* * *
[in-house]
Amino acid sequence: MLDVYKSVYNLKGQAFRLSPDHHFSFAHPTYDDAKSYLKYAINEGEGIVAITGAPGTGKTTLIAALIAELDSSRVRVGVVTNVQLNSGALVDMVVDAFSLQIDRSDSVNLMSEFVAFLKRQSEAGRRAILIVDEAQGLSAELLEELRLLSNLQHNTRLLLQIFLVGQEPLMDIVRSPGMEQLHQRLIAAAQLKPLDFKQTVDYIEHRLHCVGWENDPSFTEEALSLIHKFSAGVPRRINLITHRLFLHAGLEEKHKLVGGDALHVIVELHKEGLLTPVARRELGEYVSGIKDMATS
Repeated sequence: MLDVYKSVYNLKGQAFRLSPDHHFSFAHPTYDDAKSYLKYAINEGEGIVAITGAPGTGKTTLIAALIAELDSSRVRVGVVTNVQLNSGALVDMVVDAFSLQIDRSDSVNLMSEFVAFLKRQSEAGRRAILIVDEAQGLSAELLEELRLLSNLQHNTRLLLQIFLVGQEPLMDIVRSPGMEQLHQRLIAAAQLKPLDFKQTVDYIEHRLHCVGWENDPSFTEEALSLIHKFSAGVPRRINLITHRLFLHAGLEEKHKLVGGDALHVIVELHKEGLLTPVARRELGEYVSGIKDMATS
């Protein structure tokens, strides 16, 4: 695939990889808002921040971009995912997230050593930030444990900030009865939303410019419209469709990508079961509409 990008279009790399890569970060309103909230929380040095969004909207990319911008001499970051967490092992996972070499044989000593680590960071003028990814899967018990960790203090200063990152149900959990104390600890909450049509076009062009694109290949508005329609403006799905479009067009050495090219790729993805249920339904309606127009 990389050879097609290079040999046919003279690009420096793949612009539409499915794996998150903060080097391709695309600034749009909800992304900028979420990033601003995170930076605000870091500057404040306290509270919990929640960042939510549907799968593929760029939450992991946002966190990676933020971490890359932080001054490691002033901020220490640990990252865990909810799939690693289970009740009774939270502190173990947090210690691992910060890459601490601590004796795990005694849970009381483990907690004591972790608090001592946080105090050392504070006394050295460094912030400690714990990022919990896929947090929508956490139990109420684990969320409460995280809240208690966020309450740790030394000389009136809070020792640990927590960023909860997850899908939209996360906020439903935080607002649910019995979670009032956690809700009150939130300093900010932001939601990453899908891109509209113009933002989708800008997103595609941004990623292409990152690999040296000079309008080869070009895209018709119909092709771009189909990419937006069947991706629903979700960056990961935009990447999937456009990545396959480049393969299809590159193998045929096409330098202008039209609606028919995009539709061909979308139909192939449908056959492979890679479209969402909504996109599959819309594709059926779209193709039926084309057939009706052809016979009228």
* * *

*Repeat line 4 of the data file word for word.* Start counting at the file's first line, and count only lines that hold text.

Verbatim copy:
């Protein structure tokens, strides 16, 4: 695939990889808002921040971009995912997230050593930030444990900030009865939303410019419209469709990508079961509409 990008279009790399890569970060309103909230929380040095969004909207990319911008001499970051967490092992996972070499044989000593680590960071003028990814899967018990960790203090200063990152149900959990104390600890909450049509076009062009694109290949508005329609403006799905479009067009050495090219790729993805249920339904309606127009 990389050879097609290079040999046919003279690009420096793949612009539409499915794996998150903060080097391709695309600034749009909800992304900028979420990033601003995170930076605000870091500057404040306290509270919990929640960042939510549907799968593929760029939450992991946002966190990676933020971490890359932080001054490691002033901020220490640990990252865990909810799939690693289970009740009774939270502190173990947090210690691992910060890459601490601590004796795990005694849970009381483990907690004591972790608090001592946080105090050392504070006394050295460094912030400690714990990022919990896929947090929508956490139990109420684990969320409460995280809240208690966020309450740790030394000389009136809070020792640990927590960023909860997850899908939209996360906020439903935080607002649910019995979670009032956690809700009150939130300093900010932001939601990453899908891109509209113009933002989708800008997103595609941004990623292409990152690999040296000079309008080869070009895209018709119909092709771009189909990419937006069947991706629903979700960056990961935009990447999937456009990545396959480049393969299809590159193998045929096409330098202008039209609606028919995009539709061909979308139909192939449908056959492979890679479209969402909504996109599959819309594709059926779209193709039926084309057939009706052809016979009228």